"I don't support it," Carroll says. "Not in its present condition. That's not a solid no and never yes.''
Instead of a new Fairfield community, Carroll wants to preserve the ranch under a Smithsonian Institution concept. He wants to supplement county bonds for the ranch purchase with private and federal money. Fairfield officials have been slightly bemused by Carroll's push.
Even, meanwhile, has derided Carroll for what she considers empty plays to the media. She also has questioned the legality of his preservation proposal, though she has not provided specifics.
Marcus says Carroll displayed "a loose-cannon approach to the Smithsonian proposal. He didn't talk to his colleagues. He didn't talk to the property owners, and he didn't talk to the City Council when the city also wants to do some Smithsonian project. Plus, we don't have the money for it."
Even, whose campaign is dominated by promises to "study" nearly every issue, has not veered on Canoa. She's pledged to weigh proposals from Fairfield, opponents and Green Valley residents before making any decision.
Marcus, who blends his Republican environmentalism with property-rights defense and fiscal caution, does not favor the Canoa development. As it has for Even and Carroll, Canoa has presented a consternating issue for the Marcus camp.
"I'm concerned about commercial and residential development near the river. I've seen that river full, and that will be a real problem," says Marcus, who grew up in Santa Cruz County. "There is also concern over the number of septic systems they may use on the eastside."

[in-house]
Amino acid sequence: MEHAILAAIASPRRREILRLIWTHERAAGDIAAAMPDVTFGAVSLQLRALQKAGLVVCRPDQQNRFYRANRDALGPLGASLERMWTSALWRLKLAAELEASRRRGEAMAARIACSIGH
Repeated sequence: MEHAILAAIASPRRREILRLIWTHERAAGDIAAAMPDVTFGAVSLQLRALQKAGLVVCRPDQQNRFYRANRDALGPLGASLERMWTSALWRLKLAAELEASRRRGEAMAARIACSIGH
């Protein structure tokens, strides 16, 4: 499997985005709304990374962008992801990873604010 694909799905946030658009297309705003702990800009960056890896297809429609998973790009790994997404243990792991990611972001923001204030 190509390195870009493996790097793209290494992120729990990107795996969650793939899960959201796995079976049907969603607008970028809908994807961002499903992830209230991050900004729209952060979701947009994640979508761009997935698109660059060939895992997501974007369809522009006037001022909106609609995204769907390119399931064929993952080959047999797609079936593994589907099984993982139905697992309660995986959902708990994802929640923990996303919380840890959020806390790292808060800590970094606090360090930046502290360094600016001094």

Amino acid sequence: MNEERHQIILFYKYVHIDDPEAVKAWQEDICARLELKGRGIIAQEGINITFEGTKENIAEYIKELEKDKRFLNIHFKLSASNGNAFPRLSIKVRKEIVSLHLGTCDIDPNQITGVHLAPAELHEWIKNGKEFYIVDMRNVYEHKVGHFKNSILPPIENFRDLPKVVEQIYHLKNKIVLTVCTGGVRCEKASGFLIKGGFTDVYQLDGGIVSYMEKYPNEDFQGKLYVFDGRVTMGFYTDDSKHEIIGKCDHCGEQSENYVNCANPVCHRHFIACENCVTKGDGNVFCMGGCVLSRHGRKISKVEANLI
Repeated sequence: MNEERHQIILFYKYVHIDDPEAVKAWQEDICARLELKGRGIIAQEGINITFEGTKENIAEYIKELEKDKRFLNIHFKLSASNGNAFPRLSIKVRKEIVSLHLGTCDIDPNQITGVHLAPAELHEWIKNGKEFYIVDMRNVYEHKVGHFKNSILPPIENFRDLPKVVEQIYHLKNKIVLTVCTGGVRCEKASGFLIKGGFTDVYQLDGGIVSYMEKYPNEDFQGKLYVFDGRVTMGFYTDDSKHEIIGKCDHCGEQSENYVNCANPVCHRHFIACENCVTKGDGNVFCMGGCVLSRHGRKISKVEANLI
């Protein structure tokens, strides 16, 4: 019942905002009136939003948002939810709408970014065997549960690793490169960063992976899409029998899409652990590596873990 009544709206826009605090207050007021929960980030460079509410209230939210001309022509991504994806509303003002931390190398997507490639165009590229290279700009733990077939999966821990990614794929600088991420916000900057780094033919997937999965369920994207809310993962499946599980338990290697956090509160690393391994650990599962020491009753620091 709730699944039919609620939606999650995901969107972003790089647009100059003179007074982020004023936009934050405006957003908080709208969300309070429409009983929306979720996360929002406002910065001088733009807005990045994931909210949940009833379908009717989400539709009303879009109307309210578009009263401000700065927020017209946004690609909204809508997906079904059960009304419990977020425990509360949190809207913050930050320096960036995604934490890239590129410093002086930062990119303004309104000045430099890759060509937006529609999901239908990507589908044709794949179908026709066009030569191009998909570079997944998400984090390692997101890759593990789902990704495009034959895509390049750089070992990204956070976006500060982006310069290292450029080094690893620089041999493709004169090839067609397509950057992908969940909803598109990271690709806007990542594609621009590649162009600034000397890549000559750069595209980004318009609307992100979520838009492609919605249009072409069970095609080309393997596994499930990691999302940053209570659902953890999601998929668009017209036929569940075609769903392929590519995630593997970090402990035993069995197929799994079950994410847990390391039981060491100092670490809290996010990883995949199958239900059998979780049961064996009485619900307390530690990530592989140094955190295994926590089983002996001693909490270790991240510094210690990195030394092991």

Development Ordinance Revision
CARROLL AND HIS fellow supervisors will provide political theater on Tuesday, appropriately enough at downtown's Leo Rich Theater, where they'll hear howls of outrage about the zoning revisions the Planning & Zoning Commission recently punted their way. The buffer ordinance, adopted by supervisors on a hot June night in 1988, after memorable and crafty amendments by then-Democrat Ed Moore, increases building restrictions and setback requirements for the owners of land within one mile of federal, state and county parks and other preserves.
Under the proposed revisions recommended after two contentious Planning & Zoning meetings, setbacks will be 150 feet, and expanded to 300 feet if the property is rezoned. Property owners must agree to leave 30 percent of the land as open space, increasing to 50 percent if the parcel is rezoned.
The older hillside development restrictions will forbid construction within 300 feet of a protected peak if the property is being rezoned, and 150 feet under current zoning.
Changes, recommended by a narrow planning commission majority, will be delayed one year and would include tax abatement, though that has not been settled by lawyers.
The proposed revisions have kicked up a whole lot of dust. Veteran property rights advocate Don Golos, a player in the successful recall of City Council members in 1976, wants to recall Grijalva--a virtual impossibility--and Bronson, who's in a waffle iron because she's also angered environmentalists.
So Carroll and his political opponents had better pay attention. Though it doesn't like blade-and-scrape developments, the overwhelmingly Republican District 4 is conservative and values property rights.
Carroll says the revisions are "watered down" sufficiently to be acceptable, or at least flexible.
"This board has shown the willingness to discuss growth like none of our predecessors," Carroll says in a bit of an overstatement.
Opposition, Carroll says, arose out of "the fears that have been brought about by half-truths generated by wildcat subdivider types.''
Marcus and Even both denounced the revisions as hasty, though they both say development regulations must be reviewed and enforced.
"These were done in response to the state downzoning law, effective August 21," Marcus says. "And whenever you do something hastily to beat some deadline, there will be problems. This has created divisiveness.''
All three candidates say property owners must be afforded an appeals process and also be compensated if their land is taken.